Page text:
Participatory planning

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A community engaged in a participatory planning project

Participatory planning is an urban planning paradigm that emphasizes involving the entire community in the community planning process. Participatory planning emerged in response to the centralized and rationalistic approaches that defined early urban planning work.[1] It has become a highly influential paradigm both in the context of traditional urban planning, and in the context of international community development.[2] There is no singular theoretical framework or set of practical methods that make up participatory planning. Rather, it is a broad paradigm which incorporates a wide range of diverse theories and approaches to community planning. In general, participatory planning programs prioritize the integration of technical expertise with the preferences and knowledge of community members in the planning process. They also generally emphasize consensus building and collective community decision making, and prioritize the participation of traditionally marginalized groups in the planning process.[3]


Rational planning tradition[edit]

Prior to the 1970s, community planning was generally directed in a top-down way by trained professionals.[1] Modern community planning developed in the late 19th and early 20th centuries with as city governments and urban planners began to create centralized, comprehensive community plans such the garden cities of Ebenezer Howard.[4] In this era, the rational planning model was far and away the dominant paradigm in urban planning.[1] Under this model, professional planners would identify an established set of goals for a project, rationally weigh a set of alternatives to achieve those goals, and then create and implement a plan accordingly.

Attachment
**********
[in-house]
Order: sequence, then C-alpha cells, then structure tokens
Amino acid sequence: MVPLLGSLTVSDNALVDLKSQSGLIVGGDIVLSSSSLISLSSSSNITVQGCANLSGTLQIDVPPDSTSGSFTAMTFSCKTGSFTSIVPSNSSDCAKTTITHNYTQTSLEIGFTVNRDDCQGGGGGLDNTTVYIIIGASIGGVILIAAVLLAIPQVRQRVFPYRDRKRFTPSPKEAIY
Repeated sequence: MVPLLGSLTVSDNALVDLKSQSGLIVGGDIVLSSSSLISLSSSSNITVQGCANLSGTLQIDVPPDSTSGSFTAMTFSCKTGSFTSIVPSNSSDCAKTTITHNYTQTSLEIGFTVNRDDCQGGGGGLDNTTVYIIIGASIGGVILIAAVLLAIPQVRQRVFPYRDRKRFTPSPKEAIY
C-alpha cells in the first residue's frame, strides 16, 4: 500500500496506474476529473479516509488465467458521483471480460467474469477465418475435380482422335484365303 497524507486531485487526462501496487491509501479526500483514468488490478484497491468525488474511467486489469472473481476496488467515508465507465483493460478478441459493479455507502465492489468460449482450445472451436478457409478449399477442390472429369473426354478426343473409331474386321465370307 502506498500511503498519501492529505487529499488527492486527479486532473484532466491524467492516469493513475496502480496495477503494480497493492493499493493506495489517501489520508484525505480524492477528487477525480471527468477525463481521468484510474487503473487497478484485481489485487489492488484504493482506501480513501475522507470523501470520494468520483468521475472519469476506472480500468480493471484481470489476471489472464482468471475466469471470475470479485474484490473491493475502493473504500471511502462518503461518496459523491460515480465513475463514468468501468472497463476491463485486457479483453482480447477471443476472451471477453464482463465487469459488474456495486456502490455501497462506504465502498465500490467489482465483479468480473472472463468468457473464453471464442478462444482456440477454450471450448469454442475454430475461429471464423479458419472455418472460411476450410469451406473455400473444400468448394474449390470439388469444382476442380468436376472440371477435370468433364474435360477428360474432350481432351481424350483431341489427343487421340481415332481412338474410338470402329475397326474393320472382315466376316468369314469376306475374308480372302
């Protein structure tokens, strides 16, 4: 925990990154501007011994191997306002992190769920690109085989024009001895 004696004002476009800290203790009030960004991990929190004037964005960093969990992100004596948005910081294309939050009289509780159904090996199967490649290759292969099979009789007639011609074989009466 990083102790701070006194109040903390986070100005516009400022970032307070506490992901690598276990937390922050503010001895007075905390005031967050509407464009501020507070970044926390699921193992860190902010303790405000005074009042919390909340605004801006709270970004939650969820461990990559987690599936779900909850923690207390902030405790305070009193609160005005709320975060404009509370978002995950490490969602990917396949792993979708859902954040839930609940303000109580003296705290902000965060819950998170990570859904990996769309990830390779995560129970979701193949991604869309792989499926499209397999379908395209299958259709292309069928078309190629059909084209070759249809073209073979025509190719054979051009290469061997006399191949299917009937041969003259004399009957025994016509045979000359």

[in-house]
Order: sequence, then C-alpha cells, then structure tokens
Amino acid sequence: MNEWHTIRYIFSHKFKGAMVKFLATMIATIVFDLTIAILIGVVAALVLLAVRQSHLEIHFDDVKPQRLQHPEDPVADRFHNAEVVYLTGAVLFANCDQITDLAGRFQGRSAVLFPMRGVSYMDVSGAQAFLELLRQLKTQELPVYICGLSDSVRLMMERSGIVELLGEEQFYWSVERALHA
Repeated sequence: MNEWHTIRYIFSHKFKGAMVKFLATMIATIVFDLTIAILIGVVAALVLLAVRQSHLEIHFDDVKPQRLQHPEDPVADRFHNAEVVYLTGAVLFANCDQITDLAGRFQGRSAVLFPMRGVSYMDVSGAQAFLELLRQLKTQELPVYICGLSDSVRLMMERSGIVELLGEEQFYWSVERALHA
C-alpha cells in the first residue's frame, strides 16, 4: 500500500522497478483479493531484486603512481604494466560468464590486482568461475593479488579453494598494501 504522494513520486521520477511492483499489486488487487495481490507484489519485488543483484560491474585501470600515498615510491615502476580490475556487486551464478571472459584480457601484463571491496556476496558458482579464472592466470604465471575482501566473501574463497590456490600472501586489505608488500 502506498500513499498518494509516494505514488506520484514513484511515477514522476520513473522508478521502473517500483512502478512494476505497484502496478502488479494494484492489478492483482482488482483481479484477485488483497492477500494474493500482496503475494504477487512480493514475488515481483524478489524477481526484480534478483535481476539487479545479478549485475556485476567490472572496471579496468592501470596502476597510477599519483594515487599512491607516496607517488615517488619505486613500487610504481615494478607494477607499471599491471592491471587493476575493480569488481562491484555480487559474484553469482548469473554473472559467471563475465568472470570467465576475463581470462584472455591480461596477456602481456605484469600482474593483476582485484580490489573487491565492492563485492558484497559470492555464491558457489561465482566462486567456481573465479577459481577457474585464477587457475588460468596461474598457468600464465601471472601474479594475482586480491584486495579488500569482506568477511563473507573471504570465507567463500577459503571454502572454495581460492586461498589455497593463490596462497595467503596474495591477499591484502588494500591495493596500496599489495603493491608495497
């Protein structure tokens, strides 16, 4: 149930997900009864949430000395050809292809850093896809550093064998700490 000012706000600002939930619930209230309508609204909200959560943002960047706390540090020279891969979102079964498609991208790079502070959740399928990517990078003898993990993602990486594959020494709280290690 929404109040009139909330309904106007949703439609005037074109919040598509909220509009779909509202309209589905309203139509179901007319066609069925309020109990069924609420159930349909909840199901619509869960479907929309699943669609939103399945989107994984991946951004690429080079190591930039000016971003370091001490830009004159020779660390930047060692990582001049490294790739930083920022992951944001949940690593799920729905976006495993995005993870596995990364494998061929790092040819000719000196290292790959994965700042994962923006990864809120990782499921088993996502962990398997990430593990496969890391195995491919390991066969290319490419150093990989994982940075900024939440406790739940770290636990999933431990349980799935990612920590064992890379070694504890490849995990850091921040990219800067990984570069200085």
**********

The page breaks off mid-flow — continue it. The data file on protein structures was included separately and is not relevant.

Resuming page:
There was very little room for public participation within these rationalistic planning models. While discussing the common threads in the vision and work of early urban planners, Influential urbanist Peter Hall says that, "Their vision seems to have been that of the planner as the omniscient ruler, who should create new settlement forms … without interference or question. The complexities of planning in a ...a participatory democracy where individuals and groups have their own, often contradictory, notions of what should happen—all of these are absent from the work of these pioneers."[4]

Rationalist approaches to planning were often applied during the urban renewal programs of the mid 20th century.[5] Under these programs, large areas in major cities, often occupied by poorer people and people of color, were demolished, and a new plan for the area was designed and carried out.[6] These urban renewal programs have prompted widespread criticism accusing them of destroying viable communities with long histories, and displacing disproportionately black and poor people to other underserved parts of the city.[7]

Emergence of participatory planning[edit]

In the 1960s and 70s, there was a growing wave of critical responses to these traditional rationalist approaches.[1] Scholars criticized traditional planning methods as undemocratic and unresponsive to community needs. In her highly influential 1961 book The Death and Life of Great American Cities, Jane Jacobs argued that centralized planning methods are disconnected from real knowledge of life in a city.[8] In 1969, Sherry Arnstein wrote a landmark essay titled A Ladder of Citizen Participation, to create a typology of different forms of citizen involvement in municipal programs, and criticize less participatory approaches to urban planning.[9] In the 1970s a series of prominent planning theorists suggested alternative models of urban planning which were more participatory in nature. Prominent among them were John Friedmann's model of transactive planning,[10] Paul Davidoff and Linda Davidoff's model of advocacy planning,[11] and Stephen Grabow and Allen Heskin's theory of radical planning. These models constituted a broad theoretical turn towards a more participatory planning paradigm which has been highly influential on modern urban planning.